Nothing to Do? Make Some Fishing Lures!

When I was 10 years old, to supplement the holiday excitement, a friend and I spent part of Christmas vacation making fishing lures, having received genuine fishing poles as gifts.

Nothing to Do? Make Some Fishing Lures!
There is satisfaction from catching fish on lures you made yourself, even 70 years later.

To start the process, we made dozens of wooden plugs. These began as square blanks about nine inches long sawed out of a pine board, the extra length serving as a handle while we carved the plug with our pocketknives. The eyes of the lures were junk jewelry, and the front lips to make them dive and wiggle were cut from a tin can. Deeper divers were drilled out lengthwise and filled with BBs from our BB guns.

Hooks and tiny screw eyes came from the hardware store. There has, of course, been much attrition of this collection over the years – especially after we moved to Iowa and my children also used them. The seven survivors are shown below and have earned their semi-retirement.

Also when I was a youngster, the old guys were still using spoon lures they had made themselves from culinary spoons, so of course I had to try that. A thin streamlined metal lure, which is slightly concave on one side and convex on the other, has a wild irregular lurching motion when retrieved, which people imagine looks like the frantic escape of an injured fish. Toothy predators like northern pike apparently think so too because they strike hard with no hesitation at darting spoons. So I obtained an old set of a half dozen tablespoons, sawed off the handles, drilled little holes fore and aft, and attached a hook to each. Subsequently, I spent the better part of a day beside the river with a sturdy rock for an anvil and Dad’s ballpeen hammer, shaping spoons to different degrees of concavity to learn how they behaved.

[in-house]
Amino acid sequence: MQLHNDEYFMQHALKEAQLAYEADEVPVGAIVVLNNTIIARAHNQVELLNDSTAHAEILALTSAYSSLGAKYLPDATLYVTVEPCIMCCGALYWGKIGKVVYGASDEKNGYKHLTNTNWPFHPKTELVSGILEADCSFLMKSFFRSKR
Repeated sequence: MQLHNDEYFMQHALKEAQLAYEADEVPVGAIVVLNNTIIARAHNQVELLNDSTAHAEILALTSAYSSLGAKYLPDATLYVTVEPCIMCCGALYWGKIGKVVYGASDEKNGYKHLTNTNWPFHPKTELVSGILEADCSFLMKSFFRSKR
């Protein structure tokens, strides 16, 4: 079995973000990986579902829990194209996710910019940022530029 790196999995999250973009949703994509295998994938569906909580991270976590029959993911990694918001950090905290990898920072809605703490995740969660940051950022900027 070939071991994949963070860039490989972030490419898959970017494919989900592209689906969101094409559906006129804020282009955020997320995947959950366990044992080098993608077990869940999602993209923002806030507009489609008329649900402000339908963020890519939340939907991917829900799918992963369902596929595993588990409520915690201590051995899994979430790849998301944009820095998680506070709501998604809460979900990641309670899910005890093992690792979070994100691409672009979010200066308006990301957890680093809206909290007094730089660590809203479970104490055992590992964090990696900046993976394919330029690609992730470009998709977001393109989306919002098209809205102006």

Later I also cut and hammered spoons from a piece of thick-walled copper pipe. The soft copper lent itself to hammering in patterns of shallow dimples, which resembled rows of fish scales. The old guys said that real silver spoons were also soft enough to hammer into scale patterns, but I never found a real silver spoon to try that. I tried aluminum, but it was too light to cast very far with my primitive reel. None of my homemade spoons have survived, at least not in my tacklebox.

Leeches are sometimes good fish bait and I made leech lures by cutting them from leather. A worn-out leather work glove was still sound on the back and became a source of leech leather. I stored the tapered shapes by coiling them in the bottom of a jar with a bit of cod liver oil to restore leather flexibility. Spreading them out on newspaper adsorbed the excess and they still smelled fishy, which I imagined was important, and at least not contradicted by catching fish on them.

I never owned a fly rod, but I made assorted lures with hook and feathers, adding bits of metal for weight. These were cast using a long slender willow whip and a slightly longer piece of line, with no reel. They easily brought in their share of little fish, but pulling in a big one overhand was more of a challenge and hard on the hands.

So if you are looking for something to do, how about imagining a way to make your own fishing lures? And then making them? And then going out to try them? And while you’re doing that, enjoy the summer!

Nothing to Do? Make Some Fishing Lures!
Being willing to improvise has served me well for fishing, inspired by a native American who told me that large halibut sometimes darts up from the bottom to nab migrating salmon. My 185 pound halibut was caught on a large salmon head retrieved from a dumpster.

2 thoughts on “Nothing to Do? Make Some Fishing Lures!”

  1. Lon your story of making spoon lures reminds me of the time my mother came home to find my dad doing the same thing by cutting off the handles of her sterling silver spoons. Needless to say she was not happy. Jane

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